Interesting to see what microgravity teaches us about agriculture!
Don’t know why they use the word “microgravity”? If it’s in orbit, the effects of gravity have to be zero by definition… Because there is no such thing as “zero gravity”! There’s gravity from the sun all the way out here, it’s really more like no relative acceleration. As in microgravity, you’re actually in perpetual free fall.
Another day, another story about what we should consume when confronted with a water-scarce future. On today’s chopping block: Lettuce, should you eat it? Let us begin with this provocative statement: A head of iceberg contains the same amount of water as a bottle of Evian, it’s wrapped in lots of plastic, and shipping it around the world is just as awful for the environment.
The darker the green, the more nutritious it is. This holds true all the way up until Kale, which is wholly inedible and not fit for human consumption. You will actually lose calories eating it, because uncontrollable vomiting is an energy intensive activity.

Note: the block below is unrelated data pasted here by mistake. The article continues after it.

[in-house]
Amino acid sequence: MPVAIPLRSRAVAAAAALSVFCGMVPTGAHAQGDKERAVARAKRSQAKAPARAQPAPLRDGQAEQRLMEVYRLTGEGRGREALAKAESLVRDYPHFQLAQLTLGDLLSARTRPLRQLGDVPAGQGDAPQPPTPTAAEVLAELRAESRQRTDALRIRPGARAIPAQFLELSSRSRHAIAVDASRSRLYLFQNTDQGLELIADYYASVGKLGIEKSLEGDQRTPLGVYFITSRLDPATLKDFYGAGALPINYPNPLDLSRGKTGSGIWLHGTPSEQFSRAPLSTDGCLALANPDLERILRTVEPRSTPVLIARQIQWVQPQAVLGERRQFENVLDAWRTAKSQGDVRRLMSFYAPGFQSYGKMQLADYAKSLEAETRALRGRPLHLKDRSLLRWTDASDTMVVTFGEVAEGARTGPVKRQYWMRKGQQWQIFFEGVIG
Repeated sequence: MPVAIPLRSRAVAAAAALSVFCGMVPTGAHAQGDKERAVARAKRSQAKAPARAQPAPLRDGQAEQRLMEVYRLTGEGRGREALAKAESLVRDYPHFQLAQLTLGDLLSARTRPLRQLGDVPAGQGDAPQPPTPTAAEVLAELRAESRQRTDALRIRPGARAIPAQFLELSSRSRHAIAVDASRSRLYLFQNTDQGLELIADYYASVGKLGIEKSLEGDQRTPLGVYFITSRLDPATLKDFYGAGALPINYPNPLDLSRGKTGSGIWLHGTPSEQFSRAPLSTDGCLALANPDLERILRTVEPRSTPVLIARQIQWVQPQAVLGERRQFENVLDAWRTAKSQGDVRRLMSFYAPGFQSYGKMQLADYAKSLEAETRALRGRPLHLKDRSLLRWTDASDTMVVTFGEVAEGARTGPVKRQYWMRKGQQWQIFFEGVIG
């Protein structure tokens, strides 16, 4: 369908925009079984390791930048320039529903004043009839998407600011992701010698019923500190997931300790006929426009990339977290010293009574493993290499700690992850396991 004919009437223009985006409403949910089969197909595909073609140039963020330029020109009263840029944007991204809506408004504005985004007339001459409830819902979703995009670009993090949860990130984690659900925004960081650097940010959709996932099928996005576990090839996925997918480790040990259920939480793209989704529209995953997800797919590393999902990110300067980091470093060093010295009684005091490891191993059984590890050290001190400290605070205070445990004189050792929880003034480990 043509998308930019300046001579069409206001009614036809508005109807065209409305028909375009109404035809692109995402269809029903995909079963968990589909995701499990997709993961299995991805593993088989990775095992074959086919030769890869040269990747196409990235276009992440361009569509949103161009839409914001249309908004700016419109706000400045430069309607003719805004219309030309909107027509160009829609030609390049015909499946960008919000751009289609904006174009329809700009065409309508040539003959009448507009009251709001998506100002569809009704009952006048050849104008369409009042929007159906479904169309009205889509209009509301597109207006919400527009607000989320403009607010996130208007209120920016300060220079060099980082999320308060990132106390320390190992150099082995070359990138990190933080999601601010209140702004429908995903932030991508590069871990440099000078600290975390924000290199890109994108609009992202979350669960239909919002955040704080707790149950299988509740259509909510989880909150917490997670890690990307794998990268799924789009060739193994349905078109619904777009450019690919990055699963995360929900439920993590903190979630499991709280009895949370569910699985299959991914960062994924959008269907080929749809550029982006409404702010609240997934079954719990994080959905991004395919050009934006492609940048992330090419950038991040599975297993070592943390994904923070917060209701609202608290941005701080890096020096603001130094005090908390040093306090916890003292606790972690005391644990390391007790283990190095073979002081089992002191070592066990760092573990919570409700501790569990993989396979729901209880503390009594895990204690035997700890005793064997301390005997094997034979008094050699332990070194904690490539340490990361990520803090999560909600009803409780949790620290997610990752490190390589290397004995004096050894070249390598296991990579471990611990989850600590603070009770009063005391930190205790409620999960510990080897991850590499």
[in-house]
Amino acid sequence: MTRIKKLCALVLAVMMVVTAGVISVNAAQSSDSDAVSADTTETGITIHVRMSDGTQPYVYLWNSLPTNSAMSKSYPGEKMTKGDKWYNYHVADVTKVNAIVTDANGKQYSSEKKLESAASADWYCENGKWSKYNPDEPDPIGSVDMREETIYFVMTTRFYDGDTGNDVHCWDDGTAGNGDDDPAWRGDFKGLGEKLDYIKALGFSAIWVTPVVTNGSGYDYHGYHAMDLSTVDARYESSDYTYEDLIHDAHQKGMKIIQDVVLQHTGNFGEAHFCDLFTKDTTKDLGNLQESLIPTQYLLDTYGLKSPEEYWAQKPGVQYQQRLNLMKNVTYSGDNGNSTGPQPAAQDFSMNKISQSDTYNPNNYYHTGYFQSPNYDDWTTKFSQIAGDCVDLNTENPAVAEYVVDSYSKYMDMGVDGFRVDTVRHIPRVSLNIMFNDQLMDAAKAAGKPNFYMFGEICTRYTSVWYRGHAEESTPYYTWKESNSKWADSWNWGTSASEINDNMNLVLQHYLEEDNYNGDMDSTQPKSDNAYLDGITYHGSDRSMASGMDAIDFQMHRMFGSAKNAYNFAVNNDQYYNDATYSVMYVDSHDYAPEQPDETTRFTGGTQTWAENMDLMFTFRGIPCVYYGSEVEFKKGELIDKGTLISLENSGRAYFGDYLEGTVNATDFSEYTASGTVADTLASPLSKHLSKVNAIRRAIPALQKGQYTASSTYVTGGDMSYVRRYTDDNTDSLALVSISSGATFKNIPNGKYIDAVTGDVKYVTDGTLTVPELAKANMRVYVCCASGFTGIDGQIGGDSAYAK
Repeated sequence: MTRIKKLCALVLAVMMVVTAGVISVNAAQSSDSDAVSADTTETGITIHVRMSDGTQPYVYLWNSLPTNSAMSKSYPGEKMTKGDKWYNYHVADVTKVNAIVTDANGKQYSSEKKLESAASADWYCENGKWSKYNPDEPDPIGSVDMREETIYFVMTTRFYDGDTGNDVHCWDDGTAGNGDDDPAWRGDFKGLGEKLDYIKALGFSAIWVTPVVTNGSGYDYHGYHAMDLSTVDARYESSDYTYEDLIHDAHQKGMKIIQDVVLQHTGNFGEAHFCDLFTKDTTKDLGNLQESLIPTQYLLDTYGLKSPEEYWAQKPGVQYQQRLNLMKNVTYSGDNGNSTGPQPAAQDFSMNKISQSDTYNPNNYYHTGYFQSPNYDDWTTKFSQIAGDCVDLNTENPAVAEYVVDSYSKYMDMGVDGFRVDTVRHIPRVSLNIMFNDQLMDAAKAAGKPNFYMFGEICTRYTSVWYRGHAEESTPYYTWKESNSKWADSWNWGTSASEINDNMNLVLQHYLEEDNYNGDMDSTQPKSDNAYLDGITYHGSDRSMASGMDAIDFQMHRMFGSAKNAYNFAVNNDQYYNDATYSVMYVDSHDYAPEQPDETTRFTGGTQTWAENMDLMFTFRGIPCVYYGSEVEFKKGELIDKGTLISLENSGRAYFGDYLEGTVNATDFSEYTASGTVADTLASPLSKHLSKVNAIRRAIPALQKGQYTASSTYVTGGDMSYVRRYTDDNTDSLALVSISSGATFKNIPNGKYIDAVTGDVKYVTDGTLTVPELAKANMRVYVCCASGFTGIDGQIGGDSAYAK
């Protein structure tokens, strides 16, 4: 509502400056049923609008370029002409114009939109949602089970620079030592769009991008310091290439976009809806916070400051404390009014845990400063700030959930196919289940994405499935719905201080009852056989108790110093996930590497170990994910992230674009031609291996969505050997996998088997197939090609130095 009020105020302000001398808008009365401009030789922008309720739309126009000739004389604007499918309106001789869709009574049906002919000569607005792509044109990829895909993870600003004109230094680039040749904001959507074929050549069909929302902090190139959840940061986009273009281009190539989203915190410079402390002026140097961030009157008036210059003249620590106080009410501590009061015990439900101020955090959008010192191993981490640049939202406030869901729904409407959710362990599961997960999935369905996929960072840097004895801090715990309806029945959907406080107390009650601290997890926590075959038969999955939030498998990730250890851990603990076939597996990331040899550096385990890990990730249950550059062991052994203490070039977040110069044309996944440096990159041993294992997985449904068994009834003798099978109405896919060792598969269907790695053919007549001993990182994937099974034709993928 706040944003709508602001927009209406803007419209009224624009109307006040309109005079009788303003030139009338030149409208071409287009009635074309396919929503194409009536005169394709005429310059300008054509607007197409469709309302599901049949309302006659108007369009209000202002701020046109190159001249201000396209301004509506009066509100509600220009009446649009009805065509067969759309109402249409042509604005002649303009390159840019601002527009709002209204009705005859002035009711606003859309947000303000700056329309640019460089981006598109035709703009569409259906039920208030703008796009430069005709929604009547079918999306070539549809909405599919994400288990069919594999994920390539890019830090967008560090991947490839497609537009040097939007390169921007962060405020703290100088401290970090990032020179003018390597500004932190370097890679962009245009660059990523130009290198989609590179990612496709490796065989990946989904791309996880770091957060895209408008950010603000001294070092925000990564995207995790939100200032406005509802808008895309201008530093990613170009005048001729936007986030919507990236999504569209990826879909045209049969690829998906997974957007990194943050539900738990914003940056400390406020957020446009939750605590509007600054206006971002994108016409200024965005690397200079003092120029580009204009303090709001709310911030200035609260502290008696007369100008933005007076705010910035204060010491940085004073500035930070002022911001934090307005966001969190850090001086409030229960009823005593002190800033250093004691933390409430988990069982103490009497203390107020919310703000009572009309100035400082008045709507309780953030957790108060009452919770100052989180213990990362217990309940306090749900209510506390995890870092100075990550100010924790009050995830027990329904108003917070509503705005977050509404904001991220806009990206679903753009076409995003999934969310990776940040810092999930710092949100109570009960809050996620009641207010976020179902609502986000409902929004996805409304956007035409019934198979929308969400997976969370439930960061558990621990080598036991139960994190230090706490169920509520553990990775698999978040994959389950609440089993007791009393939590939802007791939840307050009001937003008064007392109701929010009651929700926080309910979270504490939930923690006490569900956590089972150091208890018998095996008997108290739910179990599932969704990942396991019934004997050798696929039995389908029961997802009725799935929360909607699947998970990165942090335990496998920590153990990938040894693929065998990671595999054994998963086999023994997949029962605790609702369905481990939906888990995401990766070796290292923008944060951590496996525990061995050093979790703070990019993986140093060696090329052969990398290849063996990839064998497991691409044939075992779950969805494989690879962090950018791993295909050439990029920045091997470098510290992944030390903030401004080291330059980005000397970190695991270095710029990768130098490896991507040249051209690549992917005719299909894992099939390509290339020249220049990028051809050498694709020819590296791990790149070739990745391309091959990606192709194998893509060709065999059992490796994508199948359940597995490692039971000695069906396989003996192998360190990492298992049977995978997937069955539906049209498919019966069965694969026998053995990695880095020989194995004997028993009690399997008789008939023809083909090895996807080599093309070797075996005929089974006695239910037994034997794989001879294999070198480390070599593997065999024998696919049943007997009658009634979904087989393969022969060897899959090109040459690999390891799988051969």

…the wonders of the kitchen don’t stop once you’ve finished cooking: Even once you’ve used however many scallions—or carrots or fennel fronds—as you need in a recipe, the others needn’t go in the compost. They can last a long time. A really long time. You just need to regrow them and—here’s another miraculous part—it only takes one week.
Here are four vegetables that only need one week of water and sunshine to regrow to a point where you can use them. You should change the water when it gets cloudy, but otherwise, this method requires barely any effort. Just chop, regrow, repeat: